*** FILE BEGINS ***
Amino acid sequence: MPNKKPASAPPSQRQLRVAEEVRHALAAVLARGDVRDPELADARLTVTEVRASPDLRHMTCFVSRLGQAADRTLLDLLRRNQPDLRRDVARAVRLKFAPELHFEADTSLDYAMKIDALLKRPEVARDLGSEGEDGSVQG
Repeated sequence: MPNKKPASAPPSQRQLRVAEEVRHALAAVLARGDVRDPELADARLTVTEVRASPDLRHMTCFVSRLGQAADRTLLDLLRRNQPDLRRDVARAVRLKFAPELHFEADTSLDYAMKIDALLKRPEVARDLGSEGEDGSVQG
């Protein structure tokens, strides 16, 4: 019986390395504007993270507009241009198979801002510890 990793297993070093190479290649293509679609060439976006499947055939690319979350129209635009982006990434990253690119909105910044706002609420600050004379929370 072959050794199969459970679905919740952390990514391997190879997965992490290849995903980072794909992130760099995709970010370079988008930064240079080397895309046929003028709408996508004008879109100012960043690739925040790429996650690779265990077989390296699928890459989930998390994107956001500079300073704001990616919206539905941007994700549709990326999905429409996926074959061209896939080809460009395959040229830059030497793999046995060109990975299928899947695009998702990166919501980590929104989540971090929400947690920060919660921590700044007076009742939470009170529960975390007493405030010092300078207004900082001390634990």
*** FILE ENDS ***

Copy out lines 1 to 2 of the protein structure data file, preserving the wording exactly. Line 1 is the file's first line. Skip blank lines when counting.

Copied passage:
Amino acid sequence: MPNKKPASAPPSQRQLRVAEEVRHALAAVLARGDVRDPELADARLTVTEVRASPDLRHMTCFVSRLGQAADRTLLDLLRRNQPDLRRDVARAVRLKFAPELHFEADTSLDYAMKIDALLKRPEVARDLGSEGEDGSVQG
Repeated sequence: MPNKKPASAPPSQRQLRVAEEVRHALAAVLARGDVRDPELADARLTVTEVRASPDLRHMTCFVSRLGQAADRTLLDLLRRNQPDLRRDVARAVRLKFAPELHFEADTSLDYAMKIDALLKRPEVARDLGSEGEDGSVQG